Paul calls himself a bond-servant of Christ. He belongs to Jesus before anyone or anything else.

The camp director wanted the staff (counselors, lifeguards, custodians, cooks, etc.) to view their jobs the same way. He said to forget about titles. They don’t matter. He explained that regardless of our day jobs that summer, whether we were praying with kids or cleaning their toilets, our real mission was the same because we all belonged to the same employer—Jesus.

The difference between belonging to a profession and belonging to a person is a distinction we don’t often make. But I think that constantly remembering to whom (not to what) we belong can reshape the way we live. Understanding that we ultimately belong to a person and not a profession reminds us that the Christian life is relational. It’s about the people around us and who they are, not “what they do.” Of course there’s nothing inherently wrong with associating ourselves with a particular occupation or discipline, but when we view our job title as the essence of who we are, we alienate ourselves not only from other people, but also from Jesus himself.

Like Willy Loman, we seek fulfillment and personal meaning in money and status rather than in being a faithful spouse or parent.

I hope that none of us look back on our lives and find that we’ve been consumed only in becoming that thing, that successful person we dreamed of as first graders. Because honestly, many of us will find that we spent our entire lives failing to become that thing. The dream didn’t come true.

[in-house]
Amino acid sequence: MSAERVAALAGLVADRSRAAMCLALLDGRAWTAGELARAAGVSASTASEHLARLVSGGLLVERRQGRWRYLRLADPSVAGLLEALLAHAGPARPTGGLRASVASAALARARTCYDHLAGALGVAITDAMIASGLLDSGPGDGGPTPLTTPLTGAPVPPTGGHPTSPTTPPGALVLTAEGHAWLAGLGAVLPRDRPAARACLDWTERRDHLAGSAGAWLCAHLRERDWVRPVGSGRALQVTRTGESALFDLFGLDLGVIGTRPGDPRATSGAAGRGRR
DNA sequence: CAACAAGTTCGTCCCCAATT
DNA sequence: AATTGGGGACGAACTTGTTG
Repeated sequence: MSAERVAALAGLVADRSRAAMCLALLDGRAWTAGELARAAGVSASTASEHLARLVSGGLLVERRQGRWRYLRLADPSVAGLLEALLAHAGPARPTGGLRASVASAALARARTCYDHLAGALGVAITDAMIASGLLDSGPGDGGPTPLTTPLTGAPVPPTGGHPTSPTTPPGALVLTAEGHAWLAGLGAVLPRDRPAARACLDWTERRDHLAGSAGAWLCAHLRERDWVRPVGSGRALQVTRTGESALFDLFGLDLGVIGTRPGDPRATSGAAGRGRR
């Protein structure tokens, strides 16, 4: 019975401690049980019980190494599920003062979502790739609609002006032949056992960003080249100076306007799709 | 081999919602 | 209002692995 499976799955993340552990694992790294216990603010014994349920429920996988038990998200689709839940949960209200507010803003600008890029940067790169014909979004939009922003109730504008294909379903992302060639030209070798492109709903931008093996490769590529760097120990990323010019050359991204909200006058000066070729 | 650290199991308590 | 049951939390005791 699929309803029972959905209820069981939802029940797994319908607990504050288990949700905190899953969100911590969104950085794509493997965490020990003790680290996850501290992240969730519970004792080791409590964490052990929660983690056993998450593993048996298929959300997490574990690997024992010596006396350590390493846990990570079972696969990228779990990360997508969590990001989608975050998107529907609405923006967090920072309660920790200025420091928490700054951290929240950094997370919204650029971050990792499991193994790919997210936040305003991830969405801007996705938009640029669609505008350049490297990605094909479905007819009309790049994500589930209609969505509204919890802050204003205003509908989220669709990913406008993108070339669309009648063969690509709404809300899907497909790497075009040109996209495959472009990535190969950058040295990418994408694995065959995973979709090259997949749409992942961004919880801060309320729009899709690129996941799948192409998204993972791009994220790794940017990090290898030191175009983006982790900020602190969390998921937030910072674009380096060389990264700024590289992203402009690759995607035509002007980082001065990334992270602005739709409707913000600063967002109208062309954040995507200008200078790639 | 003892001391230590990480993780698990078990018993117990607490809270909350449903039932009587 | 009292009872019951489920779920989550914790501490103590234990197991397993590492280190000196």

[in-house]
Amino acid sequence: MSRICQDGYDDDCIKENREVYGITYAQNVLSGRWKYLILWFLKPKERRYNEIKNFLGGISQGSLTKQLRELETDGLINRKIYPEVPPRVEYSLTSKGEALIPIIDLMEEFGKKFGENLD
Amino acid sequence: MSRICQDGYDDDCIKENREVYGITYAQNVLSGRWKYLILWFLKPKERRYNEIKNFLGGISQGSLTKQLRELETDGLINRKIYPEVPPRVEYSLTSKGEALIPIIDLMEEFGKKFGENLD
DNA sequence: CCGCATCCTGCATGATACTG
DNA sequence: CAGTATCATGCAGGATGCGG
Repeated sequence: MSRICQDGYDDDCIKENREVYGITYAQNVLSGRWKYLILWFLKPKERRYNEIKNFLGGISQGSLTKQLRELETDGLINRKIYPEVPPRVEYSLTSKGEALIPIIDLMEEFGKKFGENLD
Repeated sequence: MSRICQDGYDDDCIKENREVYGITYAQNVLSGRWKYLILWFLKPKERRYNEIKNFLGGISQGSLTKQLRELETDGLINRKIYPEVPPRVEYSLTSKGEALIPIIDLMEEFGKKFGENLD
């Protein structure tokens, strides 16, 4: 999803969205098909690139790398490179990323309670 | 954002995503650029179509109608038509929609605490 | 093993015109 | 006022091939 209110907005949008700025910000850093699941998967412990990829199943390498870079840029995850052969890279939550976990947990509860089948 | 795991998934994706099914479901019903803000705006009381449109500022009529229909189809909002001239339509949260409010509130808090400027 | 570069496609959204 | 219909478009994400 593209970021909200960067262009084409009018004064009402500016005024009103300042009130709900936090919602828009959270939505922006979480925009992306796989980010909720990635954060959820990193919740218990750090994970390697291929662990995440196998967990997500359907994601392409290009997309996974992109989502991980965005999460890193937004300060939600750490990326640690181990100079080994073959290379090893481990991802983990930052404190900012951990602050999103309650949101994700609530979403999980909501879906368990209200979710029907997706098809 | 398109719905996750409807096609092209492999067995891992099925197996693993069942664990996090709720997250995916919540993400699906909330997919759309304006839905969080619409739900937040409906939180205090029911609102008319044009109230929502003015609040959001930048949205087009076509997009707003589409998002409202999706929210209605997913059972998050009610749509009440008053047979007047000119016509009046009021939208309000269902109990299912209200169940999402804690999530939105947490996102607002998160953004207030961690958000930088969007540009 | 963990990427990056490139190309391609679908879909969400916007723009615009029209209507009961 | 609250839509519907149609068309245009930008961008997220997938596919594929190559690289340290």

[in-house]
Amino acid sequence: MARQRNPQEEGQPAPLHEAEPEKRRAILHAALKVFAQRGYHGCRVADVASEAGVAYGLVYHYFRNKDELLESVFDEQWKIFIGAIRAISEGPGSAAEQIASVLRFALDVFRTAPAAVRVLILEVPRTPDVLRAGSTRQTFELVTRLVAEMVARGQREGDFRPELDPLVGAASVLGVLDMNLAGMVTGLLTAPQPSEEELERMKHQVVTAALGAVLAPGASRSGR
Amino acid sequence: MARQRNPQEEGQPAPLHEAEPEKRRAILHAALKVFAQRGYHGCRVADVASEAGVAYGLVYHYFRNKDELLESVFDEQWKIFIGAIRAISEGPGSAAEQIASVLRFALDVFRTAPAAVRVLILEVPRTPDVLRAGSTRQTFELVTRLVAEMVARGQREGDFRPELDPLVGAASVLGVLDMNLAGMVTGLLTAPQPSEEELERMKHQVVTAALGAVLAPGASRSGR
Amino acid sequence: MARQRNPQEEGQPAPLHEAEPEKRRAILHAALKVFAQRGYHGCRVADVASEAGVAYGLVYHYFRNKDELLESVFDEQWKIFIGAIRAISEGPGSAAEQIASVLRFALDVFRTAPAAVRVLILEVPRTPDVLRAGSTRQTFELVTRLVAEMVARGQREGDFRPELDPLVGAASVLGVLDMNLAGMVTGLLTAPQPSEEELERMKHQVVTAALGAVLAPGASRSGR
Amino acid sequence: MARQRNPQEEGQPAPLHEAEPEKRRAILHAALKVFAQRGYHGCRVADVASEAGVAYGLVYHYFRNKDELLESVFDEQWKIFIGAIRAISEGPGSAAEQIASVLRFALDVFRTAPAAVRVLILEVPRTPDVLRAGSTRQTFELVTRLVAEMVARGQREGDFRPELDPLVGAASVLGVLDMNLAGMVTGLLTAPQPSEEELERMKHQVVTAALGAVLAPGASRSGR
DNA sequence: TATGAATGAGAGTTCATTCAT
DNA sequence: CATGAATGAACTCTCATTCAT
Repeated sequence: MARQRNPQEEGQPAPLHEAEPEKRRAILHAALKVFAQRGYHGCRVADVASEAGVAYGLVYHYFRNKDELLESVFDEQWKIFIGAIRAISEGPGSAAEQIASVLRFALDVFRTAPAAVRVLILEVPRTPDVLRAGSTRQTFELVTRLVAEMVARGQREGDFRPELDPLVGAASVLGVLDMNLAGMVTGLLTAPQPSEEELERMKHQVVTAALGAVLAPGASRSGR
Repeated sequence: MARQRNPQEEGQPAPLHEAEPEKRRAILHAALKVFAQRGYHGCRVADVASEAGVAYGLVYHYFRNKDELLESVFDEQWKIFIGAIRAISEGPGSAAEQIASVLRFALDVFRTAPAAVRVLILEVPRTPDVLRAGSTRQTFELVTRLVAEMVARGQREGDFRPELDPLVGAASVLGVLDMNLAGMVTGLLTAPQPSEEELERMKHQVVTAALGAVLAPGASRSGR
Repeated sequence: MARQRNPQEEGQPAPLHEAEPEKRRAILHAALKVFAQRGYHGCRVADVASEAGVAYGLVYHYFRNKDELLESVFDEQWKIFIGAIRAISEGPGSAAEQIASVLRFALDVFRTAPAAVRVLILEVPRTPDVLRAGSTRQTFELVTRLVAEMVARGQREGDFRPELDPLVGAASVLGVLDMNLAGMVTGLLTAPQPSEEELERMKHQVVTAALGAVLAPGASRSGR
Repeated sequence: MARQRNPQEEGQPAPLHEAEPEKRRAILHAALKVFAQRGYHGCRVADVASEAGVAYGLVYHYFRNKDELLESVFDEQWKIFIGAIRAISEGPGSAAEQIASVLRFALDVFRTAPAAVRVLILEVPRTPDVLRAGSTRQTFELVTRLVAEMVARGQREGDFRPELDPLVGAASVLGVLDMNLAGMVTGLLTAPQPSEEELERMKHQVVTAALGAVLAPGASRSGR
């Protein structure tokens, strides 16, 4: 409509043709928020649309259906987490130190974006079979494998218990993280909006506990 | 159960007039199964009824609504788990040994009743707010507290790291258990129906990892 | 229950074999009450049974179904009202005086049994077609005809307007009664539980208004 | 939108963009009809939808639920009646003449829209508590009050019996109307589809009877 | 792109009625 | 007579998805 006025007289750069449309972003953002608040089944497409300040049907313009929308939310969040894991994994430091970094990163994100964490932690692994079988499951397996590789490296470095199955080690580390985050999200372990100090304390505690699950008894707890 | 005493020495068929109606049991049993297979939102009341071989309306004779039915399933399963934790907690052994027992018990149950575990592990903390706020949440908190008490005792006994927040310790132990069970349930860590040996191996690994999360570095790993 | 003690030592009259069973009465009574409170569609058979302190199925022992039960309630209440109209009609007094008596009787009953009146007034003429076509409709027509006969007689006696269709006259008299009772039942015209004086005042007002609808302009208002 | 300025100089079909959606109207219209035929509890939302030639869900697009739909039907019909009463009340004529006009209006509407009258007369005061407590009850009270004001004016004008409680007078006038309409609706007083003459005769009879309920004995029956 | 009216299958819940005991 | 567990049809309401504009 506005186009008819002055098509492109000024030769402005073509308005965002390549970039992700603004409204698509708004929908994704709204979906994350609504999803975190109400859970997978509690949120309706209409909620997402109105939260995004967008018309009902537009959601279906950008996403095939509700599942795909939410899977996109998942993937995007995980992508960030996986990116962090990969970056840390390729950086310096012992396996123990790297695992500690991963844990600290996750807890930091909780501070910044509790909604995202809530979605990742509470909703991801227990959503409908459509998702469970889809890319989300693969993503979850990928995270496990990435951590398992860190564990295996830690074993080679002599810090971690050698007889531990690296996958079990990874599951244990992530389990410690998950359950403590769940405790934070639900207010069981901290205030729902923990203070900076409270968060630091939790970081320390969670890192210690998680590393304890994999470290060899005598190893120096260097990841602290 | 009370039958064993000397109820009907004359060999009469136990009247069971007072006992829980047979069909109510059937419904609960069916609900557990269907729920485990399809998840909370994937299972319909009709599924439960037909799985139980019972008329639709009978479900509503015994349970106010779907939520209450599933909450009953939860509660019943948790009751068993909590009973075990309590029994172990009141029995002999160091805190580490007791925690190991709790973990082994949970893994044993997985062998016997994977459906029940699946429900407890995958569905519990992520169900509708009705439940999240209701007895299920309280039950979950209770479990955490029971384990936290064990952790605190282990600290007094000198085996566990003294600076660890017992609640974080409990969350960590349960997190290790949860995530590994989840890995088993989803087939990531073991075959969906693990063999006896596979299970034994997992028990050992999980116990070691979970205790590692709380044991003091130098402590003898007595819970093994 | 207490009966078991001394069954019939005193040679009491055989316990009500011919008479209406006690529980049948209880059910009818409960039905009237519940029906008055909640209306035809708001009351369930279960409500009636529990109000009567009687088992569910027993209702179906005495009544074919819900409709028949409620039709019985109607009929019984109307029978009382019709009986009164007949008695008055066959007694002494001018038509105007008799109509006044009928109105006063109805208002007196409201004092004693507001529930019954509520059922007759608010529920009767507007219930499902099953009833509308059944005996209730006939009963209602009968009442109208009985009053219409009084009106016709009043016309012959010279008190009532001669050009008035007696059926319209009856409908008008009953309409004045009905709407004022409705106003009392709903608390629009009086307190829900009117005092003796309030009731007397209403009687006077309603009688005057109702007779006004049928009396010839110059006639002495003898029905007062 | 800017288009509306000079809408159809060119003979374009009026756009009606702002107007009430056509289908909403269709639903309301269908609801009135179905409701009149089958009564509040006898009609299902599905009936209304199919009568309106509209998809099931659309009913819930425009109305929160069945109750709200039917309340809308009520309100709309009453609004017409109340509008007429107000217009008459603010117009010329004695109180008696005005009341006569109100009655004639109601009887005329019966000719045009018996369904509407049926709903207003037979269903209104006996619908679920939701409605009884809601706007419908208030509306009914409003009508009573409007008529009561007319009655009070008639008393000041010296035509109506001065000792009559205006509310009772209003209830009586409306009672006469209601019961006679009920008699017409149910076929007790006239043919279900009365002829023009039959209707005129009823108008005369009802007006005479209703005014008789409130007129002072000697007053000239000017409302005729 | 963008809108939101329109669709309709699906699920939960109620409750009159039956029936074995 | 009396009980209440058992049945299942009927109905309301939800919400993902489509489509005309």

This brings me back to my earlier question: Is the American dream dead?

Honestly, I’m not sure this is the right question to ask. Perhaps the question worth asking is why we’re so inclined to ask new acquaintances, “What do you do for a living?”

Sure, we need jobs to make money, buy food, and survive. But perhaps the real cause for our anxiety during times of unemployment and economic difficulty is not that our financial security is threatened, but that our very identity is. If a career goal or employment status defines us, then our self-worth stands or falls on our success in reaching that goal or status. If our employment doesn’t exist, we don’t exist.